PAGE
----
This has led some frustrated and fatigued doctors to decide that the future of Medicare payment is too grim. Nearly 30% of physicians plan to decrease the number of new Medicare patients whom they will see if they receive a cut in 2007, and more than 15% say they will stop seeing new beneficiaries altogether, according to a Member Connect survey conducted by the American Medical Association in March.
Ideas for reform
Fixing the problem is a complex issue. Many lawmakers say the system is failing and that a large-scale repair of the program is necessary. The discussion about paying the bill for this, however, has not generated as much enthusiasm on Capitol Hill.
Although several lawmakers proposed long-term payment reform bills in recent years, the measures never advanced very far, in large part due to their price tags. As of late September, lawmakers once again were discussing options to address the cuts, but the likely outcome of that debate was unclear.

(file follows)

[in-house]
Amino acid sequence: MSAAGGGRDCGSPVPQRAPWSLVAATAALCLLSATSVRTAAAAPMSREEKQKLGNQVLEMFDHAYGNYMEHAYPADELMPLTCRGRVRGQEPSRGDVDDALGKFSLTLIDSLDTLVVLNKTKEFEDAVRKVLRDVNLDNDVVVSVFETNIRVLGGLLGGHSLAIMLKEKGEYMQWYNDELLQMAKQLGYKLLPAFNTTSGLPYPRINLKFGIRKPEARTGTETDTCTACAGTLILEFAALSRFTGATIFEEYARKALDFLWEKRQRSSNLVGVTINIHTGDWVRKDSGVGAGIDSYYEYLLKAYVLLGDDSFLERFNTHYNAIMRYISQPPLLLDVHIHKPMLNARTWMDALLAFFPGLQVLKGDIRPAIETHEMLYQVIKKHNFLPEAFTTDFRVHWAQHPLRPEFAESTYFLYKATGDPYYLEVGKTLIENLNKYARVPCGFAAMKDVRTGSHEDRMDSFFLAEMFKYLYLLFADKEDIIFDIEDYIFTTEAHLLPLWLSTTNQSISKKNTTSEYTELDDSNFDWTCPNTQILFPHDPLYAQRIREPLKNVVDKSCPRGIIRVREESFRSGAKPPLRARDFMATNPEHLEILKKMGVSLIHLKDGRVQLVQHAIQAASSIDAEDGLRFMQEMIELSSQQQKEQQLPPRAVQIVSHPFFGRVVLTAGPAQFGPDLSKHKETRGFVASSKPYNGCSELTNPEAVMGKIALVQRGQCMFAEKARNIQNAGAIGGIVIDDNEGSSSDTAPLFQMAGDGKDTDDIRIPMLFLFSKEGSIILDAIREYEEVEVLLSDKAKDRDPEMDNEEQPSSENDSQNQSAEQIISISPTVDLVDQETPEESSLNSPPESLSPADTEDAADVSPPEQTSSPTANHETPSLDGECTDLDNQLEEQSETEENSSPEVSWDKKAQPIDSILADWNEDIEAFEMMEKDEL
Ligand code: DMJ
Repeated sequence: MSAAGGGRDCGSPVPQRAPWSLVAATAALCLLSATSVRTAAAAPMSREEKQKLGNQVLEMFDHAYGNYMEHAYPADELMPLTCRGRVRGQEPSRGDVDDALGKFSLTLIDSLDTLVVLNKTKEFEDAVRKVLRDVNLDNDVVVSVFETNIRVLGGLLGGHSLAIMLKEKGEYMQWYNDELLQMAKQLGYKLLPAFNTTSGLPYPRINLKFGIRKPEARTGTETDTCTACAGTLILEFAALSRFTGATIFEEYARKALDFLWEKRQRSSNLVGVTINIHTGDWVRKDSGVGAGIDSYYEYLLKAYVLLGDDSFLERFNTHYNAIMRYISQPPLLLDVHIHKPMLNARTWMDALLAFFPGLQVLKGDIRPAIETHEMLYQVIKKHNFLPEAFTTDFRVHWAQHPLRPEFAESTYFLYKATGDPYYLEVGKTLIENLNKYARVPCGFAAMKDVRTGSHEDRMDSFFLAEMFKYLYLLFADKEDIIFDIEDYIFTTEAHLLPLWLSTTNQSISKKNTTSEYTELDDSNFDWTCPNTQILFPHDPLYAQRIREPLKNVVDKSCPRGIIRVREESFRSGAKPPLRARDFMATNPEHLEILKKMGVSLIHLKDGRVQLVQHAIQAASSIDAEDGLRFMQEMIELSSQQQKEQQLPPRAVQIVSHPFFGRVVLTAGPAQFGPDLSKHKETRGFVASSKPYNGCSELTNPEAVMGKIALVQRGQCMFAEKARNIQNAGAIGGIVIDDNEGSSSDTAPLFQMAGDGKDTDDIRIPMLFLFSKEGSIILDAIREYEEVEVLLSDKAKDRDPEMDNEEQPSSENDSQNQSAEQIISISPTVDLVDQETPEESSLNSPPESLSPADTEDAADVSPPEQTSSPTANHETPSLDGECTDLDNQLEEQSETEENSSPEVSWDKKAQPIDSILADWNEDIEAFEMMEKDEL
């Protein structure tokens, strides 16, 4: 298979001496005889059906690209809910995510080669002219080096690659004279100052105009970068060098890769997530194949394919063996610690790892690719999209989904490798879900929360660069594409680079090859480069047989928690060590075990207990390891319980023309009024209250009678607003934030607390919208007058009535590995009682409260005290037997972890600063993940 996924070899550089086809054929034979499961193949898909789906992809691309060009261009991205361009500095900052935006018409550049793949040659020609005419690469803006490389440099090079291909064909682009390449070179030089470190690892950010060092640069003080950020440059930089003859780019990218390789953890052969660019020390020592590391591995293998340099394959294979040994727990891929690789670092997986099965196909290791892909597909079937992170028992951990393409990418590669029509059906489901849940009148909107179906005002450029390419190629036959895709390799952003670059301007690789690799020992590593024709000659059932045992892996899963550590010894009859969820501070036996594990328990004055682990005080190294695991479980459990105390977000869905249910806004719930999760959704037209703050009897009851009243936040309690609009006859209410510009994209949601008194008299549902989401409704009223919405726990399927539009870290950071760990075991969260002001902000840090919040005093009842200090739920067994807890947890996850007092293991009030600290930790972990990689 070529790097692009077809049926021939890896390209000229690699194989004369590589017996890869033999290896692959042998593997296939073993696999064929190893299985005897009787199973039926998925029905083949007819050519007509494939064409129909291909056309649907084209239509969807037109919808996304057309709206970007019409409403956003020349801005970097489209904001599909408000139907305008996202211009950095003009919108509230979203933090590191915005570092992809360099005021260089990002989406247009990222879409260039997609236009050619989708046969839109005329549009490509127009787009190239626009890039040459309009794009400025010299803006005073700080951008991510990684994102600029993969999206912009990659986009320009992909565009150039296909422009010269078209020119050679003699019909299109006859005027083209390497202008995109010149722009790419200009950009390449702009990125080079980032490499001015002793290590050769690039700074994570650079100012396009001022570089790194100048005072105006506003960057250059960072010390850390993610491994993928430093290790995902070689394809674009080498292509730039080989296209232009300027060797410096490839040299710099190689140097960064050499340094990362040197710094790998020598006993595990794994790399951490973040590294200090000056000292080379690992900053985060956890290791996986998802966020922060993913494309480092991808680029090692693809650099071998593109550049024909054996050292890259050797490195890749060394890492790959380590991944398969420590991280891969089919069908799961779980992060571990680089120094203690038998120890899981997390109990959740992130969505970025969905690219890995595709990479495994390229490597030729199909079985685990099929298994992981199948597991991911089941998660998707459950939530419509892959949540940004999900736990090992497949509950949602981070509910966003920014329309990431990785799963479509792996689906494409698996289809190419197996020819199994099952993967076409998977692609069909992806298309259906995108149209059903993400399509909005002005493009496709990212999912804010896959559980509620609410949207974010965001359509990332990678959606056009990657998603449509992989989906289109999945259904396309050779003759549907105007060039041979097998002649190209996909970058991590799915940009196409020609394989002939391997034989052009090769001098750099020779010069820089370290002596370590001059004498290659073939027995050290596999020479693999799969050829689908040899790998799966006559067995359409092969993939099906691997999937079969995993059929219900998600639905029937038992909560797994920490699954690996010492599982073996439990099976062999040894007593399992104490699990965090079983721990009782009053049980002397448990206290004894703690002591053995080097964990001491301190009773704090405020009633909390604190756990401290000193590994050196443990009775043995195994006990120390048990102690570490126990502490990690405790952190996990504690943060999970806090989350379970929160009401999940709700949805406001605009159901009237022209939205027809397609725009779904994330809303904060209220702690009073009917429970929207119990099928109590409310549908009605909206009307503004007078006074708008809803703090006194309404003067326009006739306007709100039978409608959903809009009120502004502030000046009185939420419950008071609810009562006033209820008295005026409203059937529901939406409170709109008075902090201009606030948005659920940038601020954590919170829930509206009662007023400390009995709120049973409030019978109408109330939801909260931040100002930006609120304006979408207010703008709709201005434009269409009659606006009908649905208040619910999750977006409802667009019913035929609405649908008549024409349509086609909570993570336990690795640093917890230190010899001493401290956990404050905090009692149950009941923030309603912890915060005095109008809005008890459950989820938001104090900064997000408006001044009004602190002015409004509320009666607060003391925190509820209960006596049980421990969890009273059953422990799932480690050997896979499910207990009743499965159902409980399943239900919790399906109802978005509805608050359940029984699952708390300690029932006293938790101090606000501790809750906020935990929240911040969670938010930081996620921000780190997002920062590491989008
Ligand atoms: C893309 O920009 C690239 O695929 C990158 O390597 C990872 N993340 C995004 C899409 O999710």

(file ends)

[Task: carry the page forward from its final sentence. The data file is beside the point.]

Physician groups, including the AMA, say Congress should connect physician payments directly to the Medicare Economic Index, a projection of how much doctors' costs of providing patient care go up each year. Medicare's reimbursement formula takes into account the MEI when calculating physician pay but lowers rates if the economy dips or physicians exceed spending limits.
But guaranteeing doctors yearly rate updates based on the growing expenses borne by their practices would come at a price. The Congressional Budget Office, on which lawmakers rely to tell them how much legislation would cost, projected that scuttling the current payment formula and giving doctors a percentage increase equal to the MEI each year would run more than $200 billion over 10 years.
With the first wave of baby boomers beginning to hit Medicare age five years from now, the difficult question of how to pay for reform arises, said Uwe Reinhardt, PhD, an economist at Princeton University and a former member of the panel that advised Congress on Medicare physician payment. As larger groups of people reach retirement age, fewer relative numbers of people will remain in the work force to finance the program. The situation would become even more costly if physicians continue to increase the amount of services that they provide to seniors, he said.